The Insight is seen in one vein as a pro-NDC Newspaper and in some other instances regarded as an objective one.
Indeed, journalists rely heavily on official sources and definitions of situations. They use official sources to add prestige or legitimacy to a story and maintain the illusion of objectivity.
Proponents of this theory take the middle ground between the Watchdog Model and the Lap Dog Theory, claiming that mass media are neither lap dogs of the powerful, nor watchdogs of the weak and oppressed. Because elites primarily control the media agenda and provide most news and information to the journalists, the media act as a guard dog not for the entire community, but for political and special interest elite groups that hold political and economical power.
An important consequence of this thinking is that the mass media support the status quo.
The metaphor oversimplifies the position of most critics, who believe that modern news media can create critical content. However this content has little impact on changing society, partly because ordinary people have limited access to economic and political resources.
Watch Dog Role
Watchdog journalism refers to forms of activist journalism aimed at holding accountable public personalities and institutions whose functions impact social and political life.
Watchdog journalism is most commonly found in Think Tank, alternative media and citizen journalism such as blogs. It is occasionally found in mainstream media practice as well. Since independent media and think tanks are not profit-oriented, they have more latitude in which to adopt strong positions and cover a wide range of topics. However, it is also more difficult to determine the backing of non-mainstream outlets so they are sometime subject to covert exploitation by well-funded interests.
In recent Ghanaian history, a notable example of watchdog journalism was the investigative exercise carried out by Anas Aremeyaw Anas of the New Crusading Guide on the Diplomatic sex scandal in Accra. Similarly, Raymond Archer (Editor of The Inquirer) did some critical expose' on the New Patriotic Party administration (The Richard Anane saga) and many others.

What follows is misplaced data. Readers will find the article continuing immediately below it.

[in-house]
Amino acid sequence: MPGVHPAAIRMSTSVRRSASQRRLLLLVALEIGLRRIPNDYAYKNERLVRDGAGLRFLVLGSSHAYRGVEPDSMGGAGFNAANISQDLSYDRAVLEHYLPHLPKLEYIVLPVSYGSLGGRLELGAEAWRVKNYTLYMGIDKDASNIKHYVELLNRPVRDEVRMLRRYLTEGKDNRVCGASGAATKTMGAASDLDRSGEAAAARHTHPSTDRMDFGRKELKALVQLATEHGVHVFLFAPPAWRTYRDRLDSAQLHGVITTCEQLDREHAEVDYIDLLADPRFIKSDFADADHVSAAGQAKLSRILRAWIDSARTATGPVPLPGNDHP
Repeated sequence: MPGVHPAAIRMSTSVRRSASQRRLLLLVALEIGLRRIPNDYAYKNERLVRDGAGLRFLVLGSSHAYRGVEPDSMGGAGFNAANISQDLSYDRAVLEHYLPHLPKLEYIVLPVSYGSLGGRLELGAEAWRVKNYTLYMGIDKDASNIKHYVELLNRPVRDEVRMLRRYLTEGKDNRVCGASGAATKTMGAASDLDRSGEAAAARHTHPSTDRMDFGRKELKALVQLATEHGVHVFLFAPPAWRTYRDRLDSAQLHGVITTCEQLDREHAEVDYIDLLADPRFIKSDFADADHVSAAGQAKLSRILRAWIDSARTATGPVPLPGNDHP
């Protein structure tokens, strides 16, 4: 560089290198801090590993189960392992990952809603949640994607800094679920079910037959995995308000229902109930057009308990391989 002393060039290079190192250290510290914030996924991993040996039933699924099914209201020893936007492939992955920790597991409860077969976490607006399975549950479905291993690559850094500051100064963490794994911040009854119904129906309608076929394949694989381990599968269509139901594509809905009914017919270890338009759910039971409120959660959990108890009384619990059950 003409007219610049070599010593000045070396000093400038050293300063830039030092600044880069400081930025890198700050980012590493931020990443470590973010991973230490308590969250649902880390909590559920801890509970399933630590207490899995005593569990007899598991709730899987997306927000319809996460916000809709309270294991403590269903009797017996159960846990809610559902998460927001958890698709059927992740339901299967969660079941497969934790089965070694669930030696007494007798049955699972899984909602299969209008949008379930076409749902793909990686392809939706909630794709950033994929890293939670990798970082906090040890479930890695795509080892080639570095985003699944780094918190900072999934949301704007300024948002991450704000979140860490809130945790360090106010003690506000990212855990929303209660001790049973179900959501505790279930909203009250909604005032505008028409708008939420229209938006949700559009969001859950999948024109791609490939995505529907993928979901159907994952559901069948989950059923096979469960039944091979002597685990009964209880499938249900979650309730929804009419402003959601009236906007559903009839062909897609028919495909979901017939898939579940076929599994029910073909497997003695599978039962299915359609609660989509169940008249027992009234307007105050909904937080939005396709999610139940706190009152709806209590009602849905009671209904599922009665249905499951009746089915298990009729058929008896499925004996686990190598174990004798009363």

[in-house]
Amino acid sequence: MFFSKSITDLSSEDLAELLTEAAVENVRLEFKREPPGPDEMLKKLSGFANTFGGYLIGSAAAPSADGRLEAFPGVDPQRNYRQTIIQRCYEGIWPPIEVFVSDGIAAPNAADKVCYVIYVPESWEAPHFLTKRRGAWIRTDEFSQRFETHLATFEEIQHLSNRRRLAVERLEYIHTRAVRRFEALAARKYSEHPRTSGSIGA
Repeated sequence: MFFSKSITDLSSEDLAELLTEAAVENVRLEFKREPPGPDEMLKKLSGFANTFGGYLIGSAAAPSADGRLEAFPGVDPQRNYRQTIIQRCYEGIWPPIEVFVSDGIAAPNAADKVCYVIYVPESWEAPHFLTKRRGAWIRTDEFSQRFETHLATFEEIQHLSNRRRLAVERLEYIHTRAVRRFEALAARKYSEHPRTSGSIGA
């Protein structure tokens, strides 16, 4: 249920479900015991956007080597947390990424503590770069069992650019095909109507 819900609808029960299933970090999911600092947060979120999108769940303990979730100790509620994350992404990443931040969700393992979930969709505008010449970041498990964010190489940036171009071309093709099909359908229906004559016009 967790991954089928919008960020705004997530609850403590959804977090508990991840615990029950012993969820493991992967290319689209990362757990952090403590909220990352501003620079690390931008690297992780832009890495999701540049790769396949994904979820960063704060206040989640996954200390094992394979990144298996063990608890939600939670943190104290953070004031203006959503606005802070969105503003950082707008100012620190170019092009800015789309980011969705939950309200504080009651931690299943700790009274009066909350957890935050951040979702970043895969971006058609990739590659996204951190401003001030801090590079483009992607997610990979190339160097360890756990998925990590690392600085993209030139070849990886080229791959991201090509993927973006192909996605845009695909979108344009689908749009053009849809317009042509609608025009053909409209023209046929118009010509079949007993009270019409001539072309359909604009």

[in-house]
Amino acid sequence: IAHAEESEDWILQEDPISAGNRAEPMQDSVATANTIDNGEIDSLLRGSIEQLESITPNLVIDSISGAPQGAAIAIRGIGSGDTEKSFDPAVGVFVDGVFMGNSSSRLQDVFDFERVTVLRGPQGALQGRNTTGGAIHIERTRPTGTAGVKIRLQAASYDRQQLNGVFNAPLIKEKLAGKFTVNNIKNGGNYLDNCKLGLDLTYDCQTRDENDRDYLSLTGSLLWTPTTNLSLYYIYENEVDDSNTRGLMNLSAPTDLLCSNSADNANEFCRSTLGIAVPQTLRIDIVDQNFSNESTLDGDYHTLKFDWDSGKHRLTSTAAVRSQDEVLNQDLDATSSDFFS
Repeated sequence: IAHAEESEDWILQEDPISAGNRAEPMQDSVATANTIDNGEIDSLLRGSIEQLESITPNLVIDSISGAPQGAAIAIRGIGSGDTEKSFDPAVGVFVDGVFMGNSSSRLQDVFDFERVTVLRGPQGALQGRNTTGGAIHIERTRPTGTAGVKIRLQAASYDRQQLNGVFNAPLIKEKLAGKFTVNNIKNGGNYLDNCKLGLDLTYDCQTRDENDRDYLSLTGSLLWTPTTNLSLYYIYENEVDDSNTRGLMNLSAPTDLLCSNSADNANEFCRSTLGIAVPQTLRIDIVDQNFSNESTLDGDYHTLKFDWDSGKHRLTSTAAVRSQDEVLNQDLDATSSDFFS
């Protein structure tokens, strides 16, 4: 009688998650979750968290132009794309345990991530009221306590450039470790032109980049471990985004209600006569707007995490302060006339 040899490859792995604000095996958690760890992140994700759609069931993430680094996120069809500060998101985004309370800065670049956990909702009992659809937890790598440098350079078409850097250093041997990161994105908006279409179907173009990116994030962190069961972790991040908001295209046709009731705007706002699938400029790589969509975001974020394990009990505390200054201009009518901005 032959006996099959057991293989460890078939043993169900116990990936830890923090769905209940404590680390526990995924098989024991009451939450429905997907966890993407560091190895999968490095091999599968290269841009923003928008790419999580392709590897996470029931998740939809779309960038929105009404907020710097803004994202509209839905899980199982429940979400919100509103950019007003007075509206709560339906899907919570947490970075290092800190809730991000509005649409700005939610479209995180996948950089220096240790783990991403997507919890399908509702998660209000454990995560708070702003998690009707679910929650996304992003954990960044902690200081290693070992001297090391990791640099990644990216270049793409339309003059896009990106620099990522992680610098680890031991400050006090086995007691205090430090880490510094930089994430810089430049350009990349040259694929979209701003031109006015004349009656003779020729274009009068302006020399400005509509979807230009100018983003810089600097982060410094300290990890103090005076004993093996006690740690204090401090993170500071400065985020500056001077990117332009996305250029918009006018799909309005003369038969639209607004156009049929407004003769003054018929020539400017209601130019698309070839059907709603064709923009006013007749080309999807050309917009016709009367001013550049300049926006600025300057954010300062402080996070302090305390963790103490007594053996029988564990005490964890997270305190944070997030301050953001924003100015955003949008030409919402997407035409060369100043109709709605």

Again, the Insight newspaper fits perfectly in this category too.
In Nigeria there was the infamous Tafa Balogun Saga which shook the Federal republic to its foundations. This revelation was as a result of investigations carried out by Allafrica media outfit and many others in Nigeria.
The largest corporate fraud in India involving Satyan- an IT outsourcer was revealed out of investigations carried out by the Business desk of Timesonline in UK.
Another corporate scandal that hit Fiji Sugar factory sometime ago was unearthed by Radio New Zealand International.
An independent international audit team report with the assistance of a Tanzanian crack journalist led to the sacking of the Central Bank Governor Daudi Ballali, likewise News24 in South Africa who conducted several investigations into numerous scandals which turned out to be great discoveries.
Look out for Part 2.
Credit: Nunya Akumey-Affizie
London School of Journalism